Ectotherm growth and development are largely a function of temperature. Within the range of thermal tolerance, growth and development increases linearly over a mid-range of temperatures. Degree-days (DD; °C;days) are a method of quantifying the thermal experience of an organism over the linear range and are an increasingly popular method for describing growth and development in fish. To limit degree-day calculations to temperatures within the linear range, a lower temperature threshold (T<sub>o</sub>) is incorporated that defines the onset of growth. However, there is currently no convention for choosing T<sub>o</sub> and the implications of choosing an inappropriate T<sub>o</sub> are largely unknown. This uncertainty has resulted in a wide range of T<sub>o</sub> values currently in use both among- and within-species. In this thesis I explore i) how T<sub>o</sub> affects the ability of DD to explain within-population variation in fish growth, and ii) the effect of T<sub>o</sub> on apparent growth among populations in thermally dissimilar environments. To address these objectives, I first use simulated data to determine the theoretical relationship between T<sub>o</sub> and growth. I then demonstrate these theoretical relationships using immature length-at-age data from 8 species and 85 waterbodies in Minnesota USA and Ontario Canada. My results show that DD at low T<sub>o</sub> are highly correlated and that these highly correlated low T<sub>o</sub> values explain variation in growth equally well within a single population. Furthermore, growth rates among populations of thermally dissimilar habitat become increasingly dissimilar as T<sub>o</sub> deviates from the T<sub>o</sub> that minimizes the variation in growth rate among populations. This effect is especially apparent when the among-population range in thermal habitats is large. These findings suggest that, although T<sub>o</sub> matters little when accounting for variation in growth within a single population, an inappropriate T<sub>o</sub> can lead to the appearance of among-population differences in growth. When choosing T<sub>o</sub>, I recommend estimating T<sub>o</sub> using the Charnov and Gillooly (2003) “10°C rule” and then rounding to the nearest T<sub>o</sub> standard (0, 5, 10 and 15°C). Choosing a T<sub>o</sub> standard in this way will minimize the effect of T<sub>o</sub> error on growth bias in among-population studies. In general, standardization i) simplifies T<sub>o</sub> identification, ii) facilitates comparative studies, and ii) promotes the use of DD in future studies.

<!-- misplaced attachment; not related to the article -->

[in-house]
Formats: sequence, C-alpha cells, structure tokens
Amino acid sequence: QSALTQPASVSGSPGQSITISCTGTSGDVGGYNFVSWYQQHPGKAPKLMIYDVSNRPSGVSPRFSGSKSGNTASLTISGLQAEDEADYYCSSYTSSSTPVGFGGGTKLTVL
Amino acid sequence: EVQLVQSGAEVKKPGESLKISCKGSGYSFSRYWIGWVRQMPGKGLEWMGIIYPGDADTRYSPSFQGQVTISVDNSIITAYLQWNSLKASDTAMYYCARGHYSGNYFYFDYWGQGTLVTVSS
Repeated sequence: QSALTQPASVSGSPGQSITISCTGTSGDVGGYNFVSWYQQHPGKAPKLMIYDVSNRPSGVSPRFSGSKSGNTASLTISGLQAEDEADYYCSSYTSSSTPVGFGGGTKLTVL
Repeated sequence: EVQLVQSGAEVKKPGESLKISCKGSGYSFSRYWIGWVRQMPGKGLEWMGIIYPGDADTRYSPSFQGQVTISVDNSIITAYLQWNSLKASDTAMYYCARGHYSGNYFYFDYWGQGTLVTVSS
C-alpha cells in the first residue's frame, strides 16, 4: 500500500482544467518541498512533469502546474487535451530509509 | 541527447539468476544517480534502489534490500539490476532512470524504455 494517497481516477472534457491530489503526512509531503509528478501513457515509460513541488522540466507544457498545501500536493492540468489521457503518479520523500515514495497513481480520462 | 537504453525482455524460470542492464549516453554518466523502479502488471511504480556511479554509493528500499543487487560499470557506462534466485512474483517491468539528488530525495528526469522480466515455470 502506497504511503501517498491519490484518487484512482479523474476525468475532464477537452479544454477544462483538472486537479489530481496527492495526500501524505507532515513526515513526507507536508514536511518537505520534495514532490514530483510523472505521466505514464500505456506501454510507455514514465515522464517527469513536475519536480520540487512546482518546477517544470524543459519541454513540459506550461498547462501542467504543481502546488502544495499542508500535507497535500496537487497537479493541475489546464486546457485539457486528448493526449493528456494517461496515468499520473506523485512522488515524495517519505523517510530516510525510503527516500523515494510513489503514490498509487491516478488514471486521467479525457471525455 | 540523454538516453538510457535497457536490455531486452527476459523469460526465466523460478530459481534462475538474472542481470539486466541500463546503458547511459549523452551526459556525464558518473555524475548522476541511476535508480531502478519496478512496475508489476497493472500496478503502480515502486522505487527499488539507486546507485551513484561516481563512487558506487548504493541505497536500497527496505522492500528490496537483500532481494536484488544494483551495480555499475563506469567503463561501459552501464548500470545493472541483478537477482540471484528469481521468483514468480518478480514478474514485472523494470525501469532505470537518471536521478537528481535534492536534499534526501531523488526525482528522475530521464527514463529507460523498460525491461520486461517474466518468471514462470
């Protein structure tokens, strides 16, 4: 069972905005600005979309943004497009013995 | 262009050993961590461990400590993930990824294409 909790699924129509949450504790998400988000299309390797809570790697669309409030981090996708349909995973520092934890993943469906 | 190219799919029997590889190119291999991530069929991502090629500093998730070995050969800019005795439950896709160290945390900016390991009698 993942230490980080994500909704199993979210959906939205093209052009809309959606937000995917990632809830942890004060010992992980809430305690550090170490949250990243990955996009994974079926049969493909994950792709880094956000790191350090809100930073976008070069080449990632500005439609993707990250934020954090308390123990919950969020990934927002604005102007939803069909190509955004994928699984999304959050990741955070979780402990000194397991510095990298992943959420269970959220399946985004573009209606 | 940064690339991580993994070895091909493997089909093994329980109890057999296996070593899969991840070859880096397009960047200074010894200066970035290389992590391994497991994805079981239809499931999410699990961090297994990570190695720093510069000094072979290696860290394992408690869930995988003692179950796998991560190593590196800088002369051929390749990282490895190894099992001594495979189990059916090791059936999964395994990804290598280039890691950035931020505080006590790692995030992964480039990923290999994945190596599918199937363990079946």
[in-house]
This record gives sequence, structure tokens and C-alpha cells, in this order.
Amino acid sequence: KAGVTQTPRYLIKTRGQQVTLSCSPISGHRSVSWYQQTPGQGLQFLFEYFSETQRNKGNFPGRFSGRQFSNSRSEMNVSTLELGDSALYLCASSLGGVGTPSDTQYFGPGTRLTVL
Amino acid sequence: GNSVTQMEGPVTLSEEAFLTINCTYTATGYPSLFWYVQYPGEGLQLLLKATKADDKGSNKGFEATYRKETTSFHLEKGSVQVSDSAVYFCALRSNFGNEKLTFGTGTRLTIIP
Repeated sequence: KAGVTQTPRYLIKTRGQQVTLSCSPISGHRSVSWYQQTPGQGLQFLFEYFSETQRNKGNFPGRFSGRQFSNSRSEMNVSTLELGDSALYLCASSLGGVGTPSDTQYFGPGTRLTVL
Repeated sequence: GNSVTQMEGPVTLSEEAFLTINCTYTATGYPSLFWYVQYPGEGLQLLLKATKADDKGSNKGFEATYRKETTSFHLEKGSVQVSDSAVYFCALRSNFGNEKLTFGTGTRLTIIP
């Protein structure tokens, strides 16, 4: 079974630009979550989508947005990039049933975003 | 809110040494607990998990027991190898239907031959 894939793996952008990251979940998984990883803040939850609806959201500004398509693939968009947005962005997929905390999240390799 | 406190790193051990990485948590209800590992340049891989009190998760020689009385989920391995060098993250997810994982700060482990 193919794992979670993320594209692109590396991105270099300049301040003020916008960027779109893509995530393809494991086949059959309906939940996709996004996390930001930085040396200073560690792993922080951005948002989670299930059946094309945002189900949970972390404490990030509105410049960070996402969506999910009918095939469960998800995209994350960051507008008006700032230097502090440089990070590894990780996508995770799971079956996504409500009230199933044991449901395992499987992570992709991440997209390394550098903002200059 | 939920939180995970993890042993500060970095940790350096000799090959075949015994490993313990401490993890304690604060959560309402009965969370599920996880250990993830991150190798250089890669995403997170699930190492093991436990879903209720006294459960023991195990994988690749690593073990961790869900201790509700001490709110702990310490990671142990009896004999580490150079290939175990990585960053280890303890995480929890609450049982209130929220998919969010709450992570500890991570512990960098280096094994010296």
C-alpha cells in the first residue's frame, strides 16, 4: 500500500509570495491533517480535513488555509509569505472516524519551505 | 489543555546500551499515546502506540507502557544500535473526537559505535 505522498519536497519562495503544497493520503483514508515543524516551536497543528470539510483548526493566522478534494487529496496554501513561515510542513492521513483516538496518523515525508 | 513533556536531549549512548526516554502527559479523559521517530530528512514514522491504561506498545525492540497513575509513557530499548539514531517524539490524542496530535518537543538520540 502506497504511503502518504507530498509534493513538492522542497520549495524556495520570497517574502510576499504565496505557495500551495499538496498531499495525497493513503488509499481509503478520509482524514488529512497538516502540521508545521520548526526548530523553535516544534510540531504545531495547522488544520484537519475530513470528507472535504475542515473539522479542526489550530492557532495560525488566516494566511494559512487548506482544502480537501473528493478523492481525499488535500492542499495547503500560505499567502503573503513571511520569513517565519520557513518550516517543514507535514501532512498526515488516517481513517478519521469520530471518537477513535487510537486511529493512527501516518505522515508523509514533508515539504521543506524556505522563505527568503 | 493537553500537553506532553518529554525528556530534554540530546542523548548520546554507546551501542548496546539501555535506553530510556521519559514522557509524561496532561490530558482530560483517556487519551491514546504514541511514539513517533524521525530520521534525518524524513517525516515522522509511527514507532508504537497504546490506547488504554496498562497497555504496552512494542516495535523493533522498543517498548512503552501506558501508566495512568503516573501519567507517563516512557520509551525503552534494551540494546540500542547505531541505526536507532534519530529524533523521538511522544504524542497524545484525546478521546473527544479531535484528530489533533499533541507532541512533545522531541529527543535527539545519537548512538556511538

University of Minnesota M.S. thesis. August 2013. Major: Conservation Biology. Advisor: Paul A. Venturelli. 1 computer file (PDF); viii, 65 pages.
Chezik, Kyle August.
Fish growth and degree-days: Advice for selecting base temperatures in both within- and among-lake studies.
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